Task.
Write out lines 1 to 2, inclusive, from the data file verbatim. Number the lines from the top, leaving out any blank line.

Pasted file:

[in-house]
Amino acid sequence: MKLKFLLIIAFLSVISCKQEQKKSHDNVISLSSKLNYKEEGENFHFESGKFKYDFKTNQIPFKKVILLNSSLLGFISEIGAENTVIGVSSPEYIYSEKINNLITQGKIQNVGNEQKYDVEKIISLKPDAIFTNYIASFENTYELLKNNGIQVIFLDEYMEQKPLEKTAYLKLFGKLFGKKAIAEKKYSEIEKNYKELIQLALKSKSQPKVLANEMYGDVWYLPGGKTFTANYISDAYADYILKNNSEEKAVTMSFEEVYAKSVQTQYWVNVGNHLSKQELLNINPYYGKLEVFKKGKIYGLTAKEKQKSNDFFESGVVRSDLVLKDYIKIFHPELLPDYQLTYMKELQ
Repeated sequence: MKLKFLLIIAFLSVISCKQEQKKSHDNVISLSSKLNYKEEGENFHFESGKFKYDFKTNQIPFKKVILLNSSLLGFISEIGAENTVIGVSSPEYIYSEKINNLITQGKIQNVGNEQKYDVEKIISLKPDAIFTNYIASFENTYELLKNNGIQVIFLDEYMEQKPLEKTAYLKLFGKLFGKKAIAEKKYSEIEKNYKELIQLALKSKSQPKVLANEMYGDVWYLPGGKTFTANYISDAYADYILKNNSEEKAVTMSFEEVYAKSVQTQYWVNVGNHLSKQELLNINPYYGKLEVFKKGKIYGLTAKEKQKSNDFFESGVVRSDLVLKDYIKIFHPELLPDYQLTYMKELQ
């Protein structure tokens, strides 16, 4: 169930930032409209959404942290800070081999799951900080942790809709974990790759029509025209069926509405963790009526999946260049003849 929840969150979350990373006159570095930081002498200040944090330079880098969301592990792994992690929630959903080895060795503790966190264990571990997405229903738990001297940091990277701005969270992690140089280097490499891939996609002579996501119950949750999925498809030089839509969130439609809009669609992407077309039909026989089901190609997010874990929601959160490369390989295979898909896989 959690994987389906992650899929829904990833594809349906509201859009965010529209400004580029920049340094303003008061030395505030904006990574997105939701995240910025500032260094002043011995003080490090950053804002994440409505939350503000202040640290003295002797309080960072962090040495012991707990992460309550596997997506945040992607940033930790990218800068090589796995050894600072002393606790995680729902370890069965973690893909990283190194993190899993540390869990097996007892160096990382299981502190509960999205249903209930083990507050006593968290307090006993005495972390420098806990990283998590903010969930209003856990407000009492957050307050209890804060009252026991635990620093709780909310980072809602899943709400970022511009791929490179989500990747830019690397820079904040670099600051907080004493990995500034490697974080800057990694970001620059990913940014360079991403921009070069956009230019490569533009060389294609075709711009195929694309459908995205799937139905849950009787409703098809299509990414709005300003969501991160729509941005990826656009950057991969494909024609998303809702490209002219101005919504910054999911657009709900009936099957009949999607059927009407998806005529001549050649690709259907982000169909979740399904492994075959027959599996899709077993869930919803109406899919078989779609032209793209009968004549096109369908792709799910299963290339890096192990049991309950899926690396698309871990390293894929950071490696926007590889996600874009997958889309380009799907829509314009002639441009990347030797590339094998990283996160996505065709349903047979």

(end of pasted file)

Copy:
[in-house]
Amino acid sequence: MKLKFLLIIAFLSVISCKQEQKKSHDNVISLSSKLNYKEEGENFHFESGKFKYDFKTNQIPFKKVILLNSSLLGFISEIGAENTVIGVSSPEYIYSEKINNLITQGKIQNVGNEQKYDVEKIISLKPDAIFTNYIASFENTYELLKNNGIQVIFLDEYMEQKPLEKTAYLKLFGKLFGKKAIAEKKYSEIEKNYKELIQLALKSKSQPKVLANEMYGDVWYLPGGKTFTANYISDAYADYILKNNSEEKAVTMSFEEVYAKSVQTQYWVNVGNHLSKQELLNINPYYGKLEVFKKGKIYGLTAKEKQKSNDFFESGVVRSDLVLKDYIKIFHPELLPDYQLTYMKELQ